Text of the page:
Although price should be your primary consideration when shopping for auto insurance, you’ll want to consider it in relation to the quality of service companies provide, especially their claims-handling service. Our auto insurance comparison tool shows you how area auto insurance companies stack up on price and quality.

Our Survey of Policyholders

We asked area consumers (primarily Checkbook and Consumer Reports subscribers) who had recently made auto insurance claims to rate their companies “inferior,” “adequate,” or “superior” on several elements of service. Our auto insurance comparison tool shows what percentage of policyholders rated each company “superior” on each survey question. Click here for a further description of our policyholder survey and other research methods and how to interpret them.

Our ratings reveal big differences in how customers rated companies. For “speed of claim payment,” for example, scores range from 54 percent to more than 90 percent.

Ratings from Auto Body Shops

We also asked area auto body shops to rate the insurers “poor,” “fair,” “good,” “very good,” or “excellent” on “treating their customers (car owners) fairly.” Our auto insurance comparison tool shows the percent of surveyed shops that rated each company “good,” “very good,” or “excellent,” and the number of ratings each company received.

Surveyed shops gave highest marks to Auto-Owners, Chubb, West Bend Mutual, and Western National. Shops rated Allstate, Encompass, and GEICO lowest.

Complaints

Another way to assess quality is to look at the number of complaints filed against each company with state regulators. While policyholders might rate a company less than “superior” if its deficiencies are minor, filing a formal complaint with a government regulatory agency presumably reflects serious dissatisfaction.

Our auto insurance comparison tool reports counts of private passenger auto insurance complaints filed with the Minnesota Department of Commerce during 2012, 2013, and 2014, the most recent years for which data were available when we checked. It also reports a “complaint rate,” which takes into account the fact that companies that do much more business than others are likely to incur more complaints. It is calculated as the number of complaints per $10 million in private passenger auto insurance premiums written.

Non-renewals and Terminations

You don’t want to sign on with an insurer that will terminate your coverage or jack up your rates if you get a speeding ticket or file a claim. Getting dropped by an insurer is at best inconvenient—most insurance companies charge very high rates to customers who had coverage terminated by other companies. At worst you’ll have to enroll in a special plan for high-risk drivers, which is the most costly option of all.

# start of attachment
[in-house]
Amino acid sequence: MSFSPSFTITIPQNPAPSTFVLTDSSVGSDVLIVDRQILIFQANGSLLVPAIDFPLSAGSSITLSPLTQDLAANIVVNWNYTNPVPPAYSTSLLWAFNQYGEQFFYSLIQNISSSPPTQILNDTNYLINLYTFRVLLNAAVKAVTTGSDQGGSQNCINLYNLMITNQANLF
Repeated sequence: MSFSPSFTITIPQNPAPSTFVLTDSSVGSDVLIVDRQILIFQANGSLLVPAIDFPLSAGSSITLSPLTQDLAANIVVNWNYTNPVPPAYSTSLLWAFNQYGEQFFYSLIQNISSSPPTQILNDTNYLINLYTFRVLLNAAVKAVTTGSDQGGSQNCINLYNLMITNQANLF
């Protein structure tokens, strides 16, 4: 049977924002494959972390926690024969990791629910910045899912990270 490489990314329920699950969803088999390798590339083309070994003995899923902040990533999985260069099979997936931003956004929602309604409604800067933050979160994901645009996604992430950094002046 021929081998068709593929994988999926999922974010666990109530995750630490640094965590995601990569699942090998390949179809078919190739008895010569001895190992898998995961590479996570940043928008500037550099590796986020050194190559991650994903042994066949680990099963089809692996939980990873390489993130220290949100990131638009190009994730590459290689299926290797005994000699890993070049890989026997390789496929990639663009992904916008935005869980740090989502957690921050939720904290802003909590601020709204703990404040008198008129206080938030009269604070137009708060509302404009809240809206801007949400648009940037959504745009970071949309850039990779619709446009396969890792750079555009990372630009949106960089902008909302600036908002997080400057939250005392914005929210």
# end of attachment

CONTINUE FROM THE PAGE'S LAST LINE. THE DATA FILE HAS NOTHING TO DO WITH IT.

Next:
Minnesota laws place restrictions on insurance companies for policy terminations and non-renewals. With regard to cancellation, the law allows relatively easy termination during the first 59 days of a policy while a company checks the accuracy of its policyholders’ applications. Termination is then very difficult until the end of the “policy period.” Minnesota law allows for termination only under certain serious circumstances, such as non-payment of premium, misrepresentation, fraud or false claim, failure to report any accidents/violations that occurred during the last three years, failure to disclose involvement in a lawsuit, failure to cooperate in a claims investigation, failure to identify other household members who will be covered, health problems that affect driving ability, or changes in the insured vehicle that make it unsafe.

But the restraints are much looser with regard to non-renewal. The company may non-renew your policy for any of the reasons stated in the previous paragraph. Other circumstances that allow for non-renewal include failure to provide underwriting information as requested, termination of the insurer’s contract with the policyholder’s agent (unless the driver is over age 65), and accumulation of “points” (from traffic violations). The insurer may not base termination or non-renewal solely on credit report information.

Our survey of policyholders asked them to rate their companies on “not unreasonably cutting coverage.” But because cancellations are fairly uncommon, we don’t recommend spending a lot more money to sign on with a company with a great cancellation record. Fortunately, because some of the lowest-priced companies also receive high ratings on our survey for termination practices, you shouldn’t have to.

Of course, even if a company doesn’t drop you it can still dramatically increase your premium in response to an accident or violation, forcing you to terminate on your own to find a lower-priced company. Our survey results for “not unreasonably raising premium” reveals big company-to-company variation.